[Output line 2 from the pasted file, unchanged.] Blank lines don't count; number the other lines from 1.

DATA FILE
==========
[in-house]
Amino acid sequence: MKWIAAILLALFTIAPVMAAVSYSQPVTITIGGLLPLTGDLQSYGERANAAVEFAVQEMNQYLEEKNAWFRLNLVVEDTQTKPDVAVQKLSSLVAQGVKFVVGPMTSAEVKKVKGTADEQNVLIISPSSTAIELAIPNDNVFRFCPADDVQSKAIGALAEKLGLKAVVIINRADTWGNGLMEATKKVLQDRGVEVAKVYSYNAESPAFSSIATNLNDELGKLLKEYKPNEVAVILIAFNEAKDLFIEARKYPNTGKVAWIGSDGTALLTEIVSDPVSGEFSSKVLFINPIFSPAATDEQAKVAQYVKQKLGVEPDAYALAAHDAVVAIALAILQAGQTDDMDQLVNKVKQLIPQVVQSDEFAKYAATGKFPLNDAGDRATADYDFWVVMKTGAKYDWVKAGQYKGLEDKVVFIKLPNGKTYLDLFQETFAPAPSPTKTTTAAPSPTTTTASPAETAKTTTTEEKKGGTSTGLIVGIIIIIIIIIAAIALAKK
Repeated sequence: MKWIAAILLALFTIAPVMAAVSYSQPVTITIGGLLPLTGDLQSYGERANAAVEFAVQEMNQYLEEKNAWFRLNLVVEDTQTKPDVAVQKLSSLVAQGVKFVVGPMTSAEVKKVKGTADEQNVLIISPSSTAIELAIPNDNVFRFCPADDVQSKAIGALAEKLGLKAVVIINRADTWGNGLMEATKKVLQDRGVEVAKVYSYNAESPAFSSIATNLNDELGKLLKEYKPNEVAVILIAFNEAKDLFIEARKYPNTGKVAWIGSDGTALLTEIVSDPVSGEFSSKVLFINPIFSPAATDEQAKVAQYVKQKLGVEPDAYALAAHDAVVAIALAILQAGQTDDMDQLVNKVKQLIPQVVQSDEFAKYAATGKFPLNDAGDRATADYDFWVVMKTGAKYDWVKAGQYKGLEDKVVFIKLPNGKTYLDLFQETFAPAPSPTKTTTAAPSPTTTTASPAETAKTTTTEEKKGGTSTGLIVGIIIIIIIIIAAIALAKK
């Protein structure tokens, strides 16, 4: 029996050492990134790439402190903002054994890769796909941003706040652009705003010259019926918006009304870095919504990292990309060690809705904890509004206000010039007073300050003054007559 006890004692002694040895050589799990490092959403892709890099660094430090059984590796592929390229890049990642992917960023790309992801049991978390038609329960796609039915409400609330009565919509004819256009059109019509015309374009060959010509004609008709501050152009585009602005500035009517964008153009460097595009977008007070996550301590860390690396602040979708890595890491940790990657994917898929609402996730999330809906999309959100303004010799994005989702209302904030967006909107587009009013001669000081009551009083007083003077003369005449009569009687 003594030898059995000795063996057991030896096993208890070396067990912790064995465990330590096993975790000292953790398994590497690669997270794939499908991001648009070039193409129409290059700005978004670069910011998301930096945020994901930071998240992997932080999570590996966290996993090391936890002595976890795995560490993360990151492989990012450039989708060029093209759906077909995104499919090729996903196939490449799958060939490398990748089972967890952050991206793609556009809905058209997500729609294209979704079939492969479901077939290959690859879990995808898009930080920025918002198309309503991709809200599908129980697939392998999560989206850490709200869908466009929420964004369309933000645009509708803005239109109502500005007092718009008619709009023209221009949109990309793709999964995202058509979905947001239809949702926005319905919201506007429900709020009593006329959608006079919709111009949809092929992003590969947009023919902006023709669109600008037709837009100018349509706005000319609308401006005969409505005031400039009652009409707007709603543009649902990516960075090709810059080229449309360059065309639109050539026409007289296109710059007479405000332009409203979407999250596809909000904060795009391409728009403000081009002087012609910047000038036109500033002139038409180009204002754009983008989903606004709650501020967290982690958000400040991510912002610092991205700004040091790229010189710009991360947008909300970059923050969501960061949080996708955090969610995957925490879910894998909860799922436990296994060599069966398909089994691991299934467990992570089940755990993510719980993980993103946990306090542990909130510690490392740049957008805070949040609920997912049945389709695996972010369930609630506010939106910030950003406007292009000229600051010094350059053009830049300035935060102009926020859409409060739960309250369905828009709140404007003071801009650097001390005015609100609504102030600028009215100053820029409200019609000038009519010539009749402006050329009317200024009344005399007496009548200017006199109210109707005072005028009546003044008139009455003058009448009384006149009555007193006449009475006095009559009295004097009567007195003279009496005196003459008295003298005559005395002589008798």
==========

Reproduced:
Amino acid sequence: MKWIAAILLALFTIAPVMAAVSYSQPVTITIGGLLPLTGDLQSYGERANAAVEFAVQEMNQYLEEKNAWFRLNLVVEDTQTKPDVAVQKLSSLVAQGVKFVVGPMTSAEVKKVKGTADEQNVLIISPSSTAIELAIPNDNVFRFCPADDVQSKAIGALAEKLGLKAVVIINRADTWGNGLMEATKKVLQDRGVEVAKVYSYNAESPAFSSIATNLNDELGKLLKEYKPNEVAVILIAFNEAKDLFIEARKYPNTGKVAWIGSDGTALLTEIVSDPVSGEFSSKVLFINPIFSPAATDEQAKVAQYVKQKLGVEPDAYALAAHDAVVAIALAILQAGQTDDMDQLVNKVKQLIPQVVQSDEFAKYAATGKFPLNDAGDRATADYDFWVVMKTGAKYDWVKAGQYKGLEDKVVFIKLPNGKTYLDLFQETFAPAPSPTKTTTAAPSPTTTTASPAETAKTTTTEEKKGGTSTGLIVGIIIIIIIIIAAIALAKK